You’ve identified your top potential employers, updated your resume, and written a bomb cover letter. But the legwork is not quite over. It’s time to get social. We’re delving in to our top tips to make sure your social media presence is as employer-ready as your CV is. Let’s get to it.
Step 1: Do A Deep Dive + Delete
As much as we want to project an authentic version of ourselves on social, there are some grey areas to keep in mind as to what’s considered hireable. When it comes to alcohol related content, ask yourself, “is this cute?” and “is it necessary?” Don’t freak. Cute pics from your girl gang’s wine tasting are probably safe. The late-night pics are the ones that need the boot. Treat your social like your SO’s parents are looking at it. Anything you have to justify with context either needs to be reposted to a Finsta account, archived, or deleted.
If you’re applying to a creative role where your personal brand/aesthetic is distinctly different than the brand’s, consider steering your aesthetic in a more on-brand direction either temporarily or permanently. Your feed is a great way to show your potential employers what you can do, and they will be looking. Check out Later’s tips on Optimizing Your Instagram Portfolio.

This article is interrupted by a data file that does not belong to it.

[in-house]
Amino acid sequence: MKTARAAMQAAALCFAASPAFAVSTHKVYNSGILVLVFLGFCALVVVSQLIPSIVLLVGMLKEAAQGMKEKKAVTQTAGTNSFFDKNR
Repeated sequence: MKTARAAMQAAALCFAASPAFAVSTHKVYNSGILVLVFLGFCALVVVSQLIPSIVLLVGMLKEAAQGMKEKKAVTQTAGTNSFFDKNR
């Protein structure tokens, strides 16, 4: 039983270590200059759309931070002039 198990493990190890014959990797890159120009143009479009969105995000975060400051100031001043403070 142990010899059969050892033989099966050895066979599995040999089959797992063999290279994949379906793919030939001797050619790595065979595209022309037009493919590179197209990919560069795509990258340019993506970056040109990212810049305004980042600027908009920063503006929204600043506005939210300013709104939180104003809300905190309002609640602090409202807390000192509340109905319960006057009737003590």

If your potential employer is conservative and your ability to curate a digital presence is pretty irrelevant, consider going private, at least during the hiring process.
Step 2: Update Outdated Info
It’s important to keep your digital presence up-to-date, but we know it’s easy to fall out of habit especially on your lesser-used platforms. This is the perfect time to dust off those neglected platforms and do a quick tidying. We’ve made a checklist for you:
- Update your profile picture to something more professional. This does not need to be a professional headshot, but your appearance should demonstrate your personality and encourage your potential future co-workers to want to get to know you.
- Update your current and past job titles and companies. No need to include responsibilities on this platform, though adding a link to your portfolio is a nice touch if you have one! (And you should, more on that in a different post.)
- Make sure your bio is short, sweet, and casual-but-goal-oriented. This does not need to be a mission statement, we want you to keep it simple.
- If you’re keeping your account public, hide anything from your Timeline you wouldn’t want your employer to see. (We’ll let you decide what needs to go.)